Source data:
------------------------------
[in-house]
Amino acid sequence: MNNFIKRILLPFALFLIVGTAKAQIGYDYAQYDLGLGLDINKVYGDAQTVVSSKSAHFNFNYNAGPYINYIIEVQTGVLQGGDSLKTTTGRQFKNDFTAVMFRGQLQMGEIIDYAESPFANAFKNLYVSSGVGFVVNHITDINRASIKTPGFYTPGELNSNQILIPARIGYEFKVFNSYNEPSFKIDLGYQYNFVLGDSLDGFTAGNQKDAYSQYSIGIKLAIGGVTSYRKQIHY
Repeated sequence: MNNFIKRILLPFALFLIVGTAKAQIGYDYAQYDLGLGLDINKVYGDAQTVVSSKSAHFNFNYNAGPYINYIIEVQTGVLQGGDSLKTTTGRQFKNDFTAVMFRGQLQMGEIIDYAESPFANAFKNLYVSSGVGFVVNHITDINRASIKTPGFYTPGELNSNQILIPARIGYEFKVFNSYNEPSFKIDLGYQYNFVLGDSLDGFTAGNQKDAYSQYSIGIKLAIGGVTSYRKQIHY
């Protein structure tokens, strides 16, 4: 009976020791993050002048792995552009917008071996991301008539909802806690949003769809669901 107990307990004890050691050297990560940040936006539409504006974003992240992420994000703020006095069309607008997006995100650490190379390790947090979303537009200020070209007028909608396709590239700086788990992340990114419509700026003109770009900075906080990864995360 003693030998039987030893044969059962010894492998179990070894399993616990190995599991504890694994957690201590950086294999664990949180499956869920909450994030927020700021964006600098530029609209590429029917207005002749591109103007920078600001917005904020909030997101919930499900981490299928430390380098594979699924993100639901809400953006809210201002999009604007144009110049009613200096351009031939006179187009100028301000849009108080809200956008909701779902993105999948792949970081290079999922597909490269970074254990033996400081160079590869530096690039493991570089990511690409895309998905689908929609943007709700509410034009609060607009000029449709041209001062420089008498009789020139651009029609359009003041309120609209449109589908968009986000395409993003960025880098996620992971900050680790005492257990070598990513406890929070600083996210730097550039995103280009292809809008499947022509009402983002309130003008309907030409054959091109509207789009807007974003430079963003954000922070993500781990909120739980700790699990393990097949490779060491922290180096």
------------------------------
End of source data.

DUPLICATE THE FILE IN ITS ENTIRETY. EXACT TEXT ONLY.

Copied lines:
[in-house]
Amino acid sequence: MNNFIKRILLPFALFLIVGTAKAQIGYDYAQYDLGLGLDINKVYGDAQTVVSSKSAHFNFNYNAGPYINYIIEVQTGVLQGGDSLKTTTGRQFKNDFTAVMFRGQLQMGEIIDYAESPFANAFKNLYVSSGVGFVVNHITDINRASIKTPGFYTPGELNSNQILIPARIGYEFKVFNSYNEPSFKIDLGYQYNFVLGDSLDGFTAGNQKDAYSQYSIGIKLAIGGVTSYRKQIHY
Repeated sequence: MNNFIKRILLPFALFLIVGTAKAQIGYDYAQYDLGLGLDINKVYGDAQTVVSSKSAHFNFNYNAGPYINYIIEVQTGVLQGGDSLKTTTGRQFKNDFTAVMFRGQLQMGEIIDYAESPFANAFKNLYVSSGVGFVVNHITDINRASIKTPGFYTPGELNSNQILIPARIGYEFKVFNSYNEPSFKIDLGYQYNFVLGDSLDGFTAGNQKDAYSQYSIGIKLAIGGVTSYRKQIHY
């Protein structure tokens, strides 16, 4: 009976020791993050002048792995552009917008071996991301008539909802806690949003769809669901 107990307990004890050691050297990560940040936006539409504006974003992240992420994000703020006095069309607008997006995100650490190379390790947090979303537009200020070209007028909608396709590239700086788990992340990114419509700026003109770009900075906080990864995360 003693030998039987030893044969059962010894492998179990070894399993616990190995599991504890694994957690201590950086294999664990949180499956869920909450994030927020700021964006600098530029609209590429029917207005002749591109103007920078600001917005904020909030997101919930499900981490299928430390380098594979699924993100639901809400953006809210201002999009604007144009110049009613200096351009031939006179187009100028301000849009108080809200956008909701779902993105999948792949970081290079999922597909490269970074254990033996400081160079590869530096690039493991570089990511690409895309998905689908929609943007709700509410034009609060607009000029449709041209001062420089008498009789020139651009029609359009003041309120609209449109589908968009986000395409993003960025880098996620992971900050680790005492257990070598990513406890929070600083996210730097550039995103280009292809809008499947022509009402983002309130003008309907030409054959091109509207789009807007974003430079963003954000922070993500781990909120739980700790699990393990097949490779060491922290180096």